The owners of Tel Aviv businesses that will be affected by the construction work on the light trail can only imagine the frustration it will cause them over the next few years. But those who walked this path before them the business owners in Jerusalem have a clear message to their colleagues: be patient.
"I tell Tel Aviv residents breath deep, you will be going through a rough patch," said Nissan, a businessman, to Channel 2 news. Yoram, who owns a jewelry store in the Israeli capital offered similar advice. "I suggest to all the residents of Tel Aviv to be patient, it will take a long time."
Yoram recalled his personal experience with the construction of the light rail in Jerusalem. "We closed our shops, it was dirty and messy. This is the time, Tel Avivians, to cut back. I hope the municipality will help, but it will likely be pennies, as usual."
One Jerusalemite had a much harsher warning in store. "If the Tel Avivians think they live in heaven, from now on it will be hell," said Shimon, "The mother of all hells. Whoever has the chance to move away for six or seven years go. The mice and rats will party in the streets."
"Look quickly for an apartment in any kibbutz or town, get out of Tel Aviv until it's over," said several of the capital city's older residents. "They tell you, one year, two years, three years and it ends up a decade, minimum. Run. We suffered for ten years, everything as shut down. For ten years it was Stalingrad here. Now the Tel Avivians will feel it. There it's only two to three times bigger!"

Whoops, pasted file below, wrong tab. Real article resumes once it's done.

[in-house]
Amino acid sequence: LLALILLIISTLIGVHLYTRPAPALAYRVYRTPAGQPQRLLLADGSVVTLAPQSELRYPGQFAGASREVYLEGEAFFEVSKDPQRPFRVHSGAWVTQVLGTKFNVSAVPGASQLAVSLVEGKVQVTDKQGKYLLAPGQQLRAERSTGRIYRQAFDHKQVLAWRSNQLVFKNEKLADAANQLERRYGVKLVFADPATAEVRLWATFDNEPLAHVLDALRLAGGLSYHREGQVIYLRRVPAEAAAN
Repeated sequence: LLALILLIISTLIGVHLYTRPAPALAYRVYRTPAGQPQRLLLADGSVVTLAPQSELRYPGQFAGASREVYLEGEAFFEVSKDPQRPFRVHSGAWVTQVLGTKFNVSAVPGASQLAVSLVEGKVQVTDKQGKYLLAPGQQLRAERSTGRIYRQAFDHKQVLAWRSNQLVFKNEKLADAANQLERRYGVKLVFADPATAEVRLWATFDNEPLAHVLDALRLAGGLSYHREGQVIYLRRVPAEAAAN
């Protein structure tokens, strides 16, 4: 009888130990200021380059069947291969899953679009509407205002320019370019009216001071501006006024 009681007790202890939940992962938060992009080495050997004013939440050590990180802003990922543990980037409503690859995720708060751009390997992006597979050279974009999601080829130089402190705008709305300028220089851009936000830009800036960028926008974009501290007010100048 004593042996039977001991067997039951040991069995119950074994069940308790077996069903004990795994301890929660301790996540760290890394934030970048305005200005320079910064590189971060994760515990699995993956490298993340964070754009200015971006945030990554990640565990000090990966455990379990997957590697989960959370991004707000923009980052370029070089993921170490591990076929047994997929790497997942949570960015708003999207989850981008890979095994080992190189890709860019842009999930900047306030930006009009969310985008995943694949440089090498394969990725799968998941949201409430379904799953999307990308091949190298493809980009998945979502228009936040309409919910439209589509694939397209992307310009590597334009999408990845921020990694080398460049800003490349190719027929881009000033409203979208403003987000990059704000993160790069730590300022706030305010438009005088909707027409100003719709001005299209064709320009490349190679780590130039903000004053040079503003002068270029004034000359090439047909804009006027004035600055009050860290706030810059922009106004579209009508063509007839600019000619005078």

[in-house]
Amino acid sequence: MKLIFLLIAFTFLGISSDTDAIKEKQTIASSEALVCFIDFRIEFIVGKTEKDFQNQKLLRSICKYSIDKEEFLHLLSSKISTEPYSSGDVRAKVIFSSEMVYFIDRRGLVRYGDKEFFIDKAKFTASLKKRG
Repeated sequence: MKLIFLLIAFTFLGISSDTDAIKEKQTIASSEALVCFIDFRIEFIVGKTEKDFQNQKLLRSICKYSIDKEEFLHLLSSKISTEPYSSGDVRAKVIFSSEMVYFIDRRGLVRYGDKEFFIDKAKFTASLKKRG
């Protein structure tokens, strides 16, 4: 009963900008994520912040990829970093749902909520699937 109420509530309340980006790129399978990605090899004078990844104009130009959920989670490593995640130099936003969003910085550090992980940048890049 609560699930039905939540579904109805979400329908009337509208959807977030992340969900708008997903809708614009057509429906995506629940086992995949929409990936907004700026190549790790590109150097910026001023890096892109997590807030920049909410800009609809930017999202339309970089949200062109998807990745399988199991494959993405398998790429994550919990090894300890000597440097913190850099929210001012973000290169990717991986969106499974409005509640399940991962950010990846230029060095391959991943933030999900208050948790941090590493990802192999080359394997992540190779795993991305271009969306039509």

Several business owners in Jerusalem said the damage was critical and long term. "The number of clients who pass through today is about one third as much as before the train," said Meir. "If I had friends there, I would tell them to close up shop. I cannot pay salaries today. We received no compensation and they raised our arnona (municipal tax). They promised us growth, but I have nowhere to load and unload goods. No supplier will come near. We need to sneak around illegally to bring in goods."
He warned emphatically: "They should close up and go home."
"The train is a blight rail not a light rail," said Yossi Cohen, a store owner in Jerusalem. "People don't walk on the light rail streets because there are no bus stations there. I gave my store to three agents but I cannot sell it. I warn the Tel Avivians sell your businesses."
And then there are those who offer a slight hint of optimism. "I am for the train, over time it is worthwhile," said Effi, a Jerusalem resident. "It saves time. The residents of Tel Aviv will suffer slightly but you need to look to the future."
Published by Globes [online], Israel business news - www.globes-online.com - on July 29, 2015
© Copyright of Globes Publisher Itonut (1983) Ltd. 2015